Loi Pacte: the government's plan to boost businesses

Pact Law

"Renewing the spirit of economic conquest" by "adapting the French business model to the realities of the 21st century": this is the government's ambition with the Action Plan for Business Growth and Transformation (Pact). The text, a bit of a mishmash, aims to boost French companies and make their lives easier. Containing 70 articles, it will be presented in May to the Council of Ministers. According to a first draft of the bill, to which Europe 1 had access, Bercy is betting on three axes: "freeing companies", making them "more innovative" and "fairer". Presentation of the four main ideas to make companies more attractive.

Facilitating the creation of a company

The central objective of the Pacte law, the result of a large public consultation with entrepreneurs, is to simplify business creation in France. Today, anyone wishing to create a company must go through a one-stop shop: the Centres de formalité des entreprises (CFE). Problem: there are more than 1,400 of them in France and each network refers to different computer platforms. A "source of complexity" for the government, which plans to "replace the various CFE networks with a single electronic window". Creating a company will be done online from A to Z from January 1st 2021.

In addition, the text intends to facilitate the installation of new artisans by removing the obligation to complete a preparatory course, supervised by the Chamber of Crafts. The government highlights the "prohibitive" cost of the training as well as the one-month delay in starting the activity.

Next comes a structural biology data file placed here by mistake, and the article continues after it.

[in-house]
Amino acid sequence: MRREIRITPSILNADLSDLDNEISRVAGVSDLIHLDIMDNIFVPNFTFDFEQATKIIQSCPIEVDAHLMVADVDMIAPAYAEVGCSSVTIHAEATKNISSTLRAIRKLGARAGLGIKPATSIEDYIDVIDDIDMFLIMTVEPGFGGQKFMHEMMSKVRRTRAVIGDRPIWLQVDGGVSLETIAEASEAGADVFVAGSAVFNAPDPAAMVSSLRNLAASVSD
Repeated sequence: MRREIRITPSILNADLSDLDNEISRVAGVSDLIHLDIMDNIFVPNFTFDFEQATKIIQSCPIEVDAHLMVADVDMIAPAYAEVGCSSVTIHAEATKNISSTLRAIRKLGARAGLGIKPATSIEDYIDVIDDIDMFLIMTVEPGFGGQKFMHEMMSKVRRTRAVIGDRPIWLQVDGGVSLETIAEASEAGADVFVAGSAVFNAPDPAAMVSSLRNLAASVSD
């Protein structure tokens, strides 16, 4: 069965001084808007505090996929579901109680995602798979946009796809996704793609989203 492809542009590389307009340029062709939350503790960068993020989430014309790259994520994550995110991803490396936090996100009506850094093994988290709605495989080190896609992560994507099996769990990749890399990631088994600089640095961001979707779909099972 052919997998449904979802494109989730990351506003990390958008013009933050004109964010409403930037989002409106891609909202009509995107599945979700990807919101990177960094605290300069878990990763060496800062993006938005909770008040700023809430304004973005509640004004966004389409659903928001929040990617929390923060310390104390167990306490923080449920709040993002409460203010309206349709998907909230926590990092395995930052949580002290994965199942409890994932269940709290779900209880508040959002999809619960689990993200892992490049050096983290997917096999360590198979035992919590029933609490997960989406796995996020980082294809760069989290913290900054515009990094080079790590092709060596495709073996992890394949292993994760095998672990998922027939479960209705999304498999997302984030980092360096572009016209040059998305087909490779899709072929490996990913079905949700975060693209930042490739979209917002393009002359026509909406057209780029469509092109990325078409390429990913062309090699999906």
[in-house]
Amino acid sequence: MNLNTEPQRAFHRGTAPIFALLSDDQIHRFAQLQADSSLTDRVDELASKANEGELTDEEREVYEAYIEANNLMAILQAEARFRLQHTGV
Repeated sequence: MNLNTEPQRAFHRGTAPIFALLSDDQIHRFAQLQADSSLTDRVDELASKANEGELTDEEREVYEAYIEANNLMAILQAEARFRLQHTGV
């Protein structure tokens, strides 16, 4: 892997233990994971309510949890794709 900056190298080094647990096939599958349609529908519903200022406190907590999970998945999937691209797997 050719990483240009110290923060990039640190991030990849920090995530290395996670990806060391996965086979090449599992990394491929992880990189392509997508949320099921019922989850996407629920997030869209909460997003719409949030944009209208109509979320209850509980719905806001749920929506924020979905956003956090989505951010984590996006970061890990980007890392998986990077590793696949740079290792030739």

Going beyond the profit motive

Today, the stated objective of companies is profit, with "the common interest of the partners" being the only goal enshrined in the civil code. Tomorrow, financial results will no longer count as much in the balance sheet of companies. The Pacte law aims to amend article 1833 of the civil code to add to this restrictive definition of a company the consideration of "social and environmental issues". This proposal was made by Jean-Dominique Sénard (CEO of Michelin) and Nicole Notat (former CFDT leader) in a report on the role of companies submitted to Bruno Le Maire in early March. The bill envisages an "obligation to manage companies 'in the social interest'", acknowledging that companies "are not managed in the interest of particular persons(shareholders, editor's note) but in their autonomous interest".

In addition to the social interest, the text incorporates the principle of "consideration of social and environmental issues". "All managers should ask themselves about these issues and consider them carefully," it states. In concrete terms, once the law has been passed and applied, companies will be able to choose to modify their corporate purpose in order to "specify one or more social or environmental objectives". A redefinition that would be accompanied, as for profits today, by accountability in case of failure. However, the raison d'être of companies proposed by the Sénard-Notat duo, a principle that went further than the corporate purpose, was not retained as is by Bercy.